Dr. Ezergailis also analyses the Paris-based Polish periodical Kultura and a recent anthology of writings drawn from it. He describes the ideological tendency of Kultura as ecumenical. It advocated the transcending of Eastern European ethnic barriers and emphasizes that a political struggle necessitates the formūlation of ethical and aesthetic premises. The author calls the magazine anti-marxist, yet careful not to undervalue marxism; against Western chauvinism, yet aware of Poland's Western heritage. Kultura accepts neither Soviet social realism nor Western anti-rationalism, but claims that Eastern Europe must find its own independent cultural destiny.
Art and politics clash in the continuing debate over the value of cultural-literary exchange with Soviet Latvia, first triggered in these pages by the publication of an interview with the distinguished poet Velta Toma. (JG 78) In this issue, Valēntīns Pelēcis effectively rebuts Pāvils Klāns' criticisms (JG 80) of her trip to Latvia. Pelēcis points out that Klāns' claims about the dangers of departing from the collective ideology and dogma of one's peers recall similar criticisms levelled by Soviet bureaucrats at writers such as Solzhenitsin; and argues for the right of individuals like Toma to follow their conscience and be above petty political consideration.
Of political and historical interest is the sixth installment of Uldis Ģērmanis' monograph The Commander from Zemgale, his study of Col. Jukums Vācietis, The Latvian-born first Commander-in-Chief of the Red Army. In this issue Ģērmanis discusses the role played by the Latvian batallions of the Czarist army in the Offensive against German positions in 1916. Ģērmanis also describes the German-supported social democratic movement among the Latvian riflemen, which caused the Russian government to send Latvian representatives to London in order to inform the English of Latvian loyalty to Russia in the war against Germany.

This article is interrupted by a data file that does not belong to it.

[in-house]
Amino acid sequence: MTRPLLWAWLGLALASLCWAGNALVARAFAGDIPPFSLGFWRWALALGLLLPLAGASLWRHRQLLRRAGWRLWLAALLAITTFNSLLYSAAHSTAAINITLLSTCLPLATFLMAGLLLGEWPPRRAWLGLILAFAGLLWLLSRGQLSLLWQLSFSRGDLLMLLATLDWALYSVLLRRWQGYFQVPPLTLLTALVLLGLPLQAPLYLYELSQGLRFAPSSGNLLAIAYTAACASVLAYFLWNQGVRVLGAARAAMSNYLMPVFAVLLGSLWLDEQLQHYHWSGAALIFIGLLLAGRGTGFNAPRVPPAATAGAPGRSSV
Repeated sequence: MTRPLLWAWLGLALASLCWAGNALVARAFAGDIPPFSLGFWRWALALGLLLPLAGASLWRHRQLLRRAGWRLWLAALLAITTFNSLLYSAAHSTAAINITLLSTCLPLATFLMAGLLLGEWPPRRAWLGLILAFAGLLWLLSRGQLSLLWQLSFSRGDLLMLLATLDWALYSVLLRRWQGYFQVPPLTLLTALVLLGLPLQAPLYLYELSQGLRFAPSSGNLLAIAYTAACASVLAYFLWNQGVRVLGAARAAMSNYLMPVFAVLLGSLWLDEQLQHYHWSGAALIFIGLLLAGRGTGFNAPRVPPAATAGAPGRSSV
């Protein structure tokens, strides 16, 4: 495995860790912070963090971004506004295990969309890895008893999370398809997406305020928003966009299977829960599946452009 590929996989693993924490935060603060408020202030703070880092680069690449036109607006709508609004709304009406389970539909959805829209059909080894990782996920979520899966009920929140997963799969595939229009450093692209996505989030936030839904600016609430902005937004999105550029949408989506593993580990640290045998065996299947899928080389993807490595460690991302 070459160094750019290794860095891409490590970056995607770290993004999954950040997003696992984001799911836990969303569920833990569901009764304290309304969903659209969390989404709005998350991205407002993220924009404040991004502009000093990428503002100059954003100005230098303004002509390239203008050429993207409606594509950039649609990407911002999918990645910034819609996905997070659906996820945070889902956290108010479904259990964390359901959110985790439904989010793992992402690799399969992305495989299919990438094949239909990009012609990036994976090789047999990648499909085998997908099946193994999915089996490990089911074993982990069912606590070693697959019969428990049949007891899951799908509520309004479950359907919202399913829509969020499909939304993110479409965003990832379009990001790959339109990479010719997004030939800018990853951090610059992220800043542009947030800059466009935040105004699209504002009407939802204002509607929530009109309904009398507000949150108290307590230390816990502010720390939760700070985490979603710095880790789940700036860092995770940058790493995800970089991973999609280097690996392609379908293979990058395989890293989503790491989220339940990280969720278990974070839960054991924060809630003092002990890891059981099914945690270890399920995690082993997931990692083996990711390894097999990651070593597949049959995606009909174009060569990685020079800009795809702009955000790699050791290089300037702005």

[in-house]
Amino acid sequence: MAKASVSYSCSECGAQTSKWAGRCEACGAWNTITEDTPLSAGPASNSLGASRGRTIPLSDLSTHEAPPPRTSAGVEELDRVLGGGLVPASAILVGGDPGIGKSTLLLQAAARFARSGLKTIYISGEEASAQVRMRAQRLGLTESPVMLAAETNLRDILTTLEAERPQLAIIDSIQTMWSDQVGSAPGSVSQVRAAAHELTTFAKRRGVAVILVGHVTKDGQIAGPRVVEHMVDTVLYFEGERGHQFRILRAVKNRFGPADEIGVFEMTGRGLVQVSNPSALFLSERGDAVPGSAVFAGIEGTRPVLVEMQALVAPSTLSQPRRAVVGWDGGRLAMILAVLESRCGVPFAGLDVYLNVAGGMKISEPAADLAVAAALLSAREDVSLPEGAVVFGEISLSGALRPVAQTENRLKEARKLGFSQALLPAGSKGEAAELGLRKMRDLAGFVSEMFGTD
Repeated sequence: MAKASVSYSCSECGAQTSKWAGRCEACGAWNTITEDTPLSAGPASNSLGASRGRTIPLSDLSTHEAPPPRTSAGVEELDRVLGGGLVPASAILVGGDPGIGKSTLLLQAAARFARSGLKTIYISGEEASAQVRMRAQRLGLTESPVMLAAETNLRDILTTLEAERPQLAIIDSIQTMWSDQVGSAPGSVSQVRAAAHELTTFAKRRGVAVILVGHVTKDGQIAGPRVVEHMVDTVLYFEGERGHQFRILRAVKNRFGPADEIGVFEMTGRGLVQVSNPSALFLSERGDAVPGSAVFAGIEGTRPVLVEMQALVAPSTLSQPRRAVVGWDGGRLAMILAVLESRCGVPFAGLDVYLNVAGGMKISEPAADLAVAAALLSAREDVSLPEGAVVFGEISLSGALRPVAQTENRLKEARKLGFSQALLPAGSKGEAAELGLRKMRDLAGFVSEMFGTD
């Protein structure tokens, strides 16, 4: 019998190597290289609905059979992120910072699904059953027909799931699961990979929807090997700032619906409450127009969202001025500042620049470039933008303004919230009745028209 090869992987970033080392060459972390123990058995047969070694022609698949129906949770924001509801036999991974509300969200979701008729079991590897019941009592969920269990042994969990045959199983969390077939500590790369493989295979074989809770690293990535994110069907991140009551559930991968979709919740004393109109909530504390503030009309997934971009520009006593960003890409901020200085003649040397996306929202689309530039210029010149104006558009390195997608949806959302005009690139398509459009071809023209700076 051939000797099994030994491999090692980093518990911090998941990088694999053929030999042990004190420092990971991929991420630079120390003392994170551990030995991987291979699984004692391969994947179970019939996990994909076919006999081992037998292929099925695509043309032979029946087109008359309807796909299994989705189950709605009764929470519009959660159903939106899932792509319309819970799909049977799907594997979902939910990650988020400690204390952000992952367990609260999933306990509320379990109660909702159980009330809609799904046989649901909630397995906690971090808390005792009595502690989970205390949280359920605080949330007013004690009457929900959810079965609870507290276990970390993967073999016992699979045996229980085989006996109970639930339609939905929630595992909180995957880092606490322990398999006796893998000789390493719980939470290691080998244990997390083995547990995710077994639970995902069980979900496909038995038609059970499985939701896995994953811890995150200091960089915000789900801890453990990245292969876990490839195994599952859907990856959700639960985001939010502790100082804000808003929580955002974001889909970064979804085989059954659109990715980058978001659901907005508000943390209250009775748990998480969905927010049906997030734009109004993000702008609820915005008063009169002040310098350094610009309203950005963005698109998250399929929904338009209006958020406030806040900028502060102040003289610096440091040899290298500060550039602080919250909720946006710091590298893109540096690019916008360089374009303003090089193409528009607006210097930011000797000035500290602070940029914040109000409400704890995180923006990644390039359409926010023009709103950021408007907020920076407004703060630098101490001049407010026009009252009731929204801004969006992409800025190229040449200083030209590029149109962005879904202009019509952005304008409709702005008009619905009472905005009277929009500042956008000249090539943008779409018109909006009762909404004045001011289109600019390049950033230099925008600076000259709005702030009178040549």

Apart from politics, descriptive prose is represented in JG 82 by Benita Veisberga's "Angel City Notes", an impressionistic, almost terrifying, and yet poetic evocation of dust-and asphalt-bound Los Angeles, a city the angels have apparently deserted. Prose fiction is represented by Arturs Baumanis' "The Return".
The poetry section is headed by „Dark Night, Green Grass", a richly complex, poem by Valda Dreimane-Melngaile. Included also are poems by Ilze Skrupšķele-Kleinberga, Valdis Krāslavietis, Eduards Freimanis, and Lidija Dombrovska-Larsena.
JG 82 concludes with some marginal notes on recent events both in Soviet Latvian and émigré Latvian literature, thus recalling once more the issue of the relationship of politics and literature. The author of these notes comments on the recent death of Andrejs Upīts, probably the Latvian communist author most acclaimed in the Soviet Union. While recognizing Upīts' literary achievement regardless of his politics, the author points out that Upīts was able to voice his communist beliefs in the novels he published in pre-World War II Latvia because of the relative freedom under the order he criticized. Some statements recently made by various Latvian intelectuals on both sides of the Iron Curtain are examined, and found to be reeking of political and literary hypocrisy.